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28 of 30 people found the following review helpful
5.0 out of 5 stars Plants and Humans Influence Each Other for Mutual Benefit!
"What existential difference is there between the human being's role in this (or any) garden and the bumblebees?" "Did I choose to plant these potatoes, or did the potato make me do it? With profound questions like these, Michael Pollan pollinates your mind with a new world view of our relationships with plants, one in which humans are not at the center. The book focuses...
Published on 10 May 2004 by Donald Mitchell

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8 of 10 people found the following review helpful
3.0 out of 5 stars Interesting enough, but don't expect any shattering insights
This book presents an interesting conundrum, how can a book with a relatively weak central premise still be a good read. Pollan's thesis is that plants, by acting upon our desire, can ensure themselves immortality more certainly than they ever could through purely "natural" selection. Unfortunately his argument doesn't quite hold water as his narrative is...
Published on 2 July 2001


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28 of 30 people found the following review helpful
5.0 out of 5 stars Plants and Humans Influence Each Other for Mutual Benefit!, 10 May 2004
By 
Donald Mitchell "Jesus Loves You!" (Thanks for Providing My Reviews over 124,000 Helpful Votes Globally) - See all my reviews
(HALL OF FAME REVIEWER)    (TOP 500 REVIEWER)    (VINE VOICE)   
This review is from: The Botany of Desire: A Plant's-eye View of the World (Paperback)
"What existential difference is there between the human being's role in this (or any) garden and the bumblebees?" "Did I choose to plant these potatoes, or did the potato make me do it? With profound questions like these, Michael Pollan pollinates your mind with a new world view of our relationships with plants, one in which humans are not at the center. The book focuses on four primary examples of how plants provide benefits to humans that lead humans to benefit the plants (apples for sweetness, tulips for beauty, marijuana for intoxication, and the potato for control over nature's food supply). You will learn many new facts in the process that will fascinate you. The book's main value is that you will learn that we need to be more thoughtful in how we assist in the evolution of plant species.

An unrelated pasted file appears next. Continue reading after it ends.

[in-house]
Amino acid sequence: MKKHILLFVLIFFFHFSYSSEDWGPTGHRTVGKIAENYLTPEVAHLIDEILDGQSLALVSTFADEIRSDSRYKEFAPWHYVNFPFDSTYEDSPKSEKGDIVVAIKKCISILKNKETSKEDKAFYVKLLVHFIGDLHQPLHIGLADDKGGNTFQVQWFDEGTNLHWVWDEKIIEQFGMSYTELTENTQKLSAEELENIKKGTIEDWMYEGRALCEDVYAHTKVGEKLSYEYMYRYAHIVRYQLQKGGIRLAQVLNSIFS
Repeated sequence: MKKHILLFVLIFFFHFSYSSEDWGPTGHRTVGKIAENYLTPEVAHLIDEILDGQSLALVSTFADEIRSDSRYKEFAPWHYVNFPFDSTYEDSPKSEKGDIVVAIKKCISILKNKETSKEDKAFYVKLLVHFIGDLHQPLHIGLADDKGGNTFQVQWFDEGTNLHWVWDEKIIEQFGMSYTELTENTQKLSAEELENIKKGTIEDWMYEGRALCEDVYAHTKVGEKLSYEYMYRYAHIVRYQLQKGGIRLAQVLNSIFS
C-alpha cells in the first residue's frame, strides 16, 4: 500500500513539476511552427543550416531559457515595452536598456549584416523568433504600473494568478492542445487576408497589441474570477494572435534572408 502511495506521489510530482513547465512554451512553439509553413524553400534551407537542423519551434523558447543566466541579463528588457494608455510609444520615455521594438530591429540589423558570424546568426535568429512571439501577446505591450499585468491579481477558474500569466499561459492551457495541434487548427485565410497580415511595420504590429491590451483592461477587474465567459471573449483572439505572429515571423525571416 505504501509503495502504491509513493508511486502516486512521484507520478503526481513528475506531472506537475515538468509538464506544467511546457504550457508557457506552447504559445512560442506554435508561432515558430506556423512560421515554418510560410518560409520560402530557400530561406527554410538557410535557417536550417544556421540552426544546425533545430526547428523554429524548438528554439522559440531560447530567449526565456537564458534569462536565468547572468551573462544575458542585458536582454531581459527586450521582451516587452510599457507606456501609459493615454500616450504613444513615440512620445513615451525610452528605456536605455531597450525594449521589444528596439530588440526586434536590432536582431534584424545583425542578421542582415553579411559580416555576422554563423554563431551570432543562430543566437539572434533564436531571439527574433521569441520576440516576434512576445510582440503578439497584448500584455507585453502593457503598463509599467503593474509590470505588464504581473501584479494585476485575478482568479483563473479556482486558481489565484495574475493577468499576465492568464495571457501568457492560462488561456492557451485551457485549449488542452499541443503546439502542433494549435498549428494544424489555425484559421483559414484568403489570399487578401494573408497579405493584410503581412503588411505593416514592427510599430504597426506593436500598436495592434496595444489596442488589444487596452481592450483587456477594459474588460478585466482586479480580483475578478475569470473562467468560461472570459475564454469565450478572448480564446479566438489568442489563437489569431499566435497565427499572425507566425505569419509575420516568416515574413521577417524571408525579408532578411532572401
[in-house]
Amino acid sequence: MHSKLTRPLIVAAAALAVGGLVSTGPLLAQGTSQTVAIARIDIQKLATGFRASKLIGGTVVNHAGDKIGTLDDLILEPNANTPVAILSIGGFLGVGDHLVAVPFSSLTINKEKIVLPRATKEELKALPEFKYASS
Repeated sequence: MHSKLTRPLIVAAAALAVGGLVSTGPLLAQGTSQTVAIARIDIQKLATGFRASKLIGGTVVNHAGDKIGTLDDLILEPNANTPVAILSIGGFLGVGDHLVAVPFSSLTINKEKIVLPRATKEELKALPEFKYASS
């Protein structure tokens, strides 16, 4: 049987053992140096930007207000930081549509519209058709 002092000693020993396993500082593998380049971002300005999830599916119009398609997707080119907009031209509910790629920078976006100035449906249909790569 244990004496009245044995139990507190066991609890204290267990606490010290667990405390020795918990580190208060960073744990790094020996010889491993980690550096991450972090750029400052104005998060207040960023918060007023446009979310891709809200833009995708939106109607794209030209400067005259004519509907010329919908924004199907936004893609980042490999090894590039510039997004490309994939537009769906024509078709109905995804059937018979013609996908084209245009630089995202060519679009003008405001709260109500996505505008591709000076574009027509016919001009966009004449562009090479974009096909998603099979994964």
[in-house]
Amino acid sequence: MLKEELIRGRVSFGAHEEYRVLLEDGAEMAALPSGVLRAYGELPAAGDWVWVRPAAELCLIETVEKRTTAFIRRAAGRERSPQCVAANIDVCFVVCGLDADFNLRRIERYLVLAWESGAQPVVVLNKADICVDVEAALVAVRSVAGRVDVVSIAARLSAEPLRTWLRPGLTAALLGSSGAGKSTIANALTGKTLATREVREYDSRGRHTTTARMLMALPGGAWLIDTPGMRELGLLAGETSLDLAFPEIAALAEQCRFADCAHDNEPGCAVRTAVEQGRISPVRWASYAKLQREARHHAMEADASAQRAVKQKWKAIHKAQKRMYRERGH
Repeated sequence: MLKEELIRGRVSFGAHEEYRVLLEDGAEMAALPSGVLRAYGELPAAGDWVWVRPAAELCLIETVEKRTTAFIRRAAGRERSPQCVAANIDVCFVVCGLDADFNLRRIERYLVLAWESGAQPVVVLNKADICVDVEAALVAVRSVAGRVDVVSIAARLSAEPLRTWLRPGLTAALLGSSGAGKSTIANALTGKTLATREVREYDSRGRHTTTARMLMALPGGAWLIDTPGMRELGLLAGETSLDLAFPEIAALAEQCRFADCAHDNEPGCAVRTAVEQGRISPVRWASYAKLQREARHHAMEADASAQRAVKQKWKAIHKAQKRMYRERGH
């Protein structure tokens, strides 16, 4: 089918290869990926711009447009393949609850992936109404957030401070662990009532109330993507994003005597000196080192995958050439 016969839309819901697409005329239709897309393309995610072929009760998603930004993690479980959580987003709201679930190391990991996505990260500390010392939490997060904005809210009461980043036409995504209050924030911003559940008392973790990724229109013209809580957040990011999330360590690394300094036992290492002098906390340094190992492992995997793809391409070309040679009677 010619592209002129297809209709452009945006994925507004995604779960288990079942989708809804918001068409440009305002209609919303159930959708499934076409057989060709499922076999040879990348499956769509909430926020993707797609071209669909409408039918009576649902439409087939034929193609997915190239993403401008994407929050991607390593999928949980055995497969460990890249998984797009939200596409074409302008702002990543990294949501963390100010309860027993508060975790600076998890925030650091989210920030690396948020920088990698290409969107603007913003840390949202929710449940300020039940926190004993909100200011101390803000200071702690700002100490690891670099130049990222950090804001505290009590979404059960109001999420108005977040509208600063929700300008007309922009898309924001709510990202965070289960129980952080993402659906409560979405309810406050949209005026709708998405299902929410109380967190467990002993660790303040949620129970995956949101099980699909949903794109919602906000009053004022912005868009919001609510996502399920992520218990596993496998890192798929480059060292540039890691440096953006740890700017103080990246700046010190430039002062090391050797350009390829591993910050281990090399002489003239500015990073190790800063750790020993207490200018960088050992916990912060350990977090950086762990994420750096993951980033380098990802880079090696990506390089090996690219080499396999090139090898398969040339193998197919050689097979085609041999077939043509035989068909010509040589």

The book builds on Darwin's original observations about how artificial evolution occurs (evolution directed by human efforts). So-called domesticated species thrive while the wild ones we admire often do not. Compare dogs to wolves as an example. Mr. Pollan challenges the mental separation we make between wild and domesticated species successfully in the book.
The apple section was my favorite. You will learn that John Chapman (Johnny Appleseed) was a rather odd fellow who was actually in the business of raising and selling apple trees. He planted a few seeds at the homes where he stayed overnight on his travels. Mr. Chapman had apple tree nurseries all over Ohio and Indiana, which he started 2-3 years before he expected an influx of settlers. Homesteading laws required these settlers to plant 50 apple or pears trees in order to take title to the land. And these apples were for making hard apple cider, not eating apples. He was the "American Dionysus" in Mr. Pollan's view. Apple trees need to be grafted to make good eating apples. Chapman's trees produced many genetic variations, which are good for the species. Apple trees became more narrow in their genes after other sources for alcohol and sweetness became available (from cane sugar). Now, the ancient genes of apple trees are being kept in living form from Kazakhstan, before they are lost due to economic development.
Tulips were the source of the famous Tulipmania in Holland. Rare colors occurred due to viruses. Those became extremely valuable during the tulip boom market in the 17th century. Now, growers try to keep the viruses out and we have much more dull, consistent species. We have probably lost much beauty in favor of order in the process.
The intoxicants in marijuana are probably caused by toxins that the plants make to kill off insects. Because the plant is a weed, it grows very rapidly. There is a hilarious story about the author's experiences in growing two plants that you will love. As the antidrug war progressed, marijuana became a hothouse plant and was bred and developed to grow much more rapidly under humid, high-light conditions indoors. You will read about modern commercial farms in Holland.